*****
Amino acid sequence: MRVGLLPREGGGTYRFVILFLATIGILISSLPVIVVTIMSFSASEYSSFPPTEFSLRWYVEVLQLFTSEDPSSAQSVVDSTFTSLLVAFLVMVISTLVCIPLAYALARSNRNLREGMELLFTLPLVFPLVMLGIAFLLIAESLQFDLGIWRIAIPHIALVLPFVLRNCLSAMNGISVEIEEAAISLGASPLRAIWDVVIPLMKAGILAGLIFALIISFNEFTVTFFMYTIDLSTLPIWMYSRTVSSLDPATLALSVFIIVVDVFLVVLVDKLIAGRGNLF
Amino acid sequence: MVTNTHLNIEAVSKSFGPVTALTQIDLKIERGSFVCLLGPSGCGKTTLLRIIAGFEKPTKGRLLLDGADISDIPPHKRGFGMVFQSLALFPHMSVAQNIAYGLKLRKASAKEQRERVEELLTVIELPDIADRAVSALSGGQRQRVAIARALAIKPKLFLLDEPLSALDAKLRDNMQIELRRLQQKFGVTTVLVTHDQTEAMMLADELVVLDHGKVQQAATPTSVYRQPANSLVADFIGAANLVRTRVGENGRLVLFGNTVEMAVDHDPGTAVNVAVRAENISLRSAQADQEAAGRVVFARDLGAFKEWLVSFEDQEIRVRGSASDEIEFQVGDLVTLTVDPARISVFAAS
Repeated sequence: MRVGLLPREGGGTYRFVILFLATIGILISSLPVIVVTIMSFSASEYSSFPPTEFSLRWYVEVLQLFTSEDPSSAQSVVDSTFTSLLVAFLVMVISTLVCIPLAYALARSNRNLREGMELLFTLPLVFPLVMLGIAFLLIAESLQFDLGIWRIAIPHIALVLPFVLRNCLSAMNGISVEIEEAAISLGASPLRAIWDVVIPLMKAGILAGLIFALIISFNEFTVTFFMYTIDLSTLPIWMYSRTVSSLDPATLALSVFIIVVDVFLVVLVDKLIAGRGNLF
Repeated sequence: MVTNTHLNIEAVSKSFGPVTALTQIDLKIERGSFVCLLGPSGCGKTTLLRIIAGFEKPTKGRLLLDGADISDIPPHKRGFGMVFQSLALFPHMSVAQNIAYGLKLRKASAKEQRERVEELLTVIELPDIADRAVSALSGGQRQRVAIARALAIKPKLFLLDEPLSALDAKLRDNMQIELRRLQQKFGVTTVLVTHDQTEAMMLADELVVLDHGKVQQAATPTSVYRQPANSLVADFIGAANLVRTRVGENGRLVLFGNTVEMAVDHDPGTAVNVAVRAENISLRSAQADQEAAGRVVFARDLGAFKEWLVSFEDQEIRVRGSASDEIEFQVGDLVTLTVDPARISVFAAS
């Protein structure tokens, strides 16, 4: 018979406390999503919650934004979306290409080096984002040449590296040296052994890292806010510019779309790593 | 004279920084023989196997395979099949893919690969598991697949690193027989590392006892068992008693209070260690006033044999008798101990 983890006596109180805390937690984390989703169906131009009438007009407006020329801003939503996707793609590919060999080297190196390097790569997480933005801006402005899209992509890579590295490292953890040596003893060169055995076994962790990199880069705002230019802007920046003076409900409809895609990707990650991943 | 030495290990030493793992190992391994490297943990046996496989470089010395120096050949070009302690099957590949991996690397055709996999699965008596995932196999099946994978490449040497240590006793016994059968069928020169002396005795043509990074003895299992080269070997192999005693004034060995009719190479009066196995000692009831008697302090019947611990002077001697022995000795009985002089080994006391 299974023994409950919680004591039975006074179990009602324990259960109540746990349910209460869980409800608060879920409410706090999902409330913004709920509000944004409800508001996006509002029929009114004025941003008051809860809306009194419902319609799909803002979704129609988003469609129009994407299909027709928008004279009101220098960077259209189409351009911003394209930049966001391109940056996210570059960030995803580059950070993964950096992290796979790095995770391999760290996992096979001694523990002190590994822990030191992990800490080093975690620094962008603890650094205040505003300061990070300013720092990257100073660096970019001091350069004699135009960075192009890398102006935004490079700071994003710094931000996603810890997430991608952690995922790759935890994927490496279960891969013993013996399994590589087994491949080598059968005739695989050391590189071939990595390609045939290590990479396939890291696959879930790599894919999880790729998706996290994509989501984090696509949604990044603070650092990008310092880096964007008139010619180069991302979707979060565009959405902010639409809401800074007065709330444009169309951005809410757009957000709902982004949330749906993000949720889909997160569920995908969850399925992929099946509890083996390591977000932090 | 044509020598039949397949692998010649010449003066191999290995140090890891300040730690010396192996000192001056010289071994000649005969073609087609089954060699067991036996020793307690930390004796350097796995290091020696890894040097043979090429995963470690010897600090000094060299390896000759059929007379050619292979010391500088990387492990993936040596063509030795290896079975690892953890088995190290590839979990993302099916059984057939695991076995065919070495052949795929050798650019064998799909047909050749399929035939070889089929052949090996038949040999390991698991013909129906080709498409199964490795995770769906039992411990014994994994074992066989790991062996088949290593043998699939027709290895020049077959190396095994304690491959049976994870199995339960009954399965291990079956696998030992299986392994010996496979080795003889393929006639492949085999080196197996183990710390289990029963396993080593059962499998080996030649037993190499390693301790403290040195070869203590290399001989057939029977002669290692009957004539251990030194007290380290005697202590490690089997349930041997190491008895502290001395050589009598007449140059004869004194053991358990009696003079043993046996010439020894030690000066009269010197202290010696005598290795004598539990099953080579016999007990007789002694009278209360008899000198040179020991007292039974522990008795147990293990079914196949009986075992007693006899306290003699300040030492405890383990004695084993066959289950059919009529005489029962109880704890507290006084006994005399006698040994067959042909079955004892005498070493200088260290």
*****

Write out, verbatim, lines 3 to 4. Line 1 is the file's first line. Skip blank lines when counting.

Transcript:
Repeated sequence: MRVGLLPREGGGTYRFVILFLATIGILISSLPVIVVTIMSFSASEYSSFPPTEFSLRWYVEVLQLFTSEDPSSAQSVVDSTFTSLLVAFLVMVISTLVCIPLAYALARSNRNLREGMELLFTLPLVFPLVMLGIAFLLIAESLQFDLGIWRIAIPHIALVLPFVLRNCLSAMNGISVEIEEAAISLGASPLRAIWDVVIPLMKAGILAGLIFALIISFNEFTVTFFMYTIDLSTLPIWMYSRTVSSLDPATLALSVFIIVVDVFLVVLVDKLIAGRGNLF
Repeated sequence: MVTNTHLNIEAVSKSFGPVTALTQIDLKIERGSFVCLLGPSGCGKTTLLRIIAGFEKPTKGRLLLDGADISDIPPHKRGFGMVFQSLALFPHMSVAQNIAYGLKLRKASAKEQRERVEELLTVIELPDIADRAVSALSGGQRQRVAIARALAIKPKLFLLDEPLSALDAKLRDNMQIELRRLQQKFGVTTVLVTHDQTEAMMLADELVVLDHGKVQQAATPTSVYRQPANSLVADFIGAANLVRTRVGENGRLVLFGNTVEMAVDHDPGTAVNVAVRAENISLRSAQADQEAAGRVVFARDLGAFKEWLVSFEDQEIRVRGSASDEIEFQVGDLVTLTVDPARISVFAAS